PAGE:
Misreporting in Sensitive Health Behaviors and Its Impact on Treatment Effects: An Application to Intimate Partner Violence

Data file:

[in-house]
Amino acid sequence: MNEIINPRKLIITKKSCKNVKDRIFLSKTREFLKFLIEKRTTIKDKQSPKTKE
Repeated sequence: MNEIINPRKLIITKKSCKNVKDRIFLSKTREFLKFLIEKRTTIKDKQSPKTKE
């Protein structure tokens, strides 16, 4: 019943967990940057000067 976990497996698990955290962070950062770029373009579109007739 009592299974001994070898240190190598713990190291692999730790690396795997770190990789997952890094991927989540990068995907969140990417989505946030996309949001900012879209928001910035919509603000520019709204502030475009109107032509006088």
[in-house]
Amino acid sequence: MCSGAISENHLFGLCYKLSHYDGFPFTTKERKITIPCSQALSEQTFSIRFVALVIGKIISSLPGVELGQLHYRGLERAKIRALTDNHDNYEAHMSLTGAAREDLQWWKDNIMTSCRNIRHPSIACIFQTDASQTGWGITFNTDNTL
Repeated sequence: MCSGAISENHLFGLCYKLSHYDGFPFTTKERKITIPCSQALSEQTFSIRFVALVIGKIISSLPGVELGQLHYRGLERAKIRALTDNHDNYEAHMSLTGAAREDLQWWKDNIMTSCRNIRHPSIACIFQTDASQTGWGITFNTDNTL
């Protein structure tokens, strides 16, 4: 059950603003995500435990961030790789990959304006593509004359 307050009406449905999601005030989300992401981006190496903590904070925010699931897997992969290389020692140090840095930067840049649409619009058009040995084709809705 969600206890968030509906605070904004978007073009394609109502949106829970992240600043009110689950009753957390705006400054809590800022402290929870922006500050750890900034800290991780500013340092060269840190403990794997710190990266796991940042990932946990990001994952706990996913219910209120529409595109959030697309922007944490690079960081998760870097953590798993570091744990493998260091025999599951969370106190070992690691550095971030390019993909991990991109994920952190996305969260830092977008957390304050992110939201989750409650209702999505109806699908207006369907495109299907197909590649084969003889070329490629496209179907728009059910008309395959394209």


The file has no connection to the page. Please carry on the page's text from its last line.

A growing literature seeks to identify policies that could reduce intimate partner violence. However, in the absence of reliable administrative records, this violence is often measured using self-reported data from health surveys. In this paper, an experiment is conducted comparing data from such surveys against a methodology that provides greater privacy to the respondent. Non-classical measurement error in health surveys is identified as college-educated women, but not the less educated, underreport physical and sexual violence. The paper provides a low-cost solution to correct the bias in the estimation of causal effects under non-classical measurement error in the dependent variable.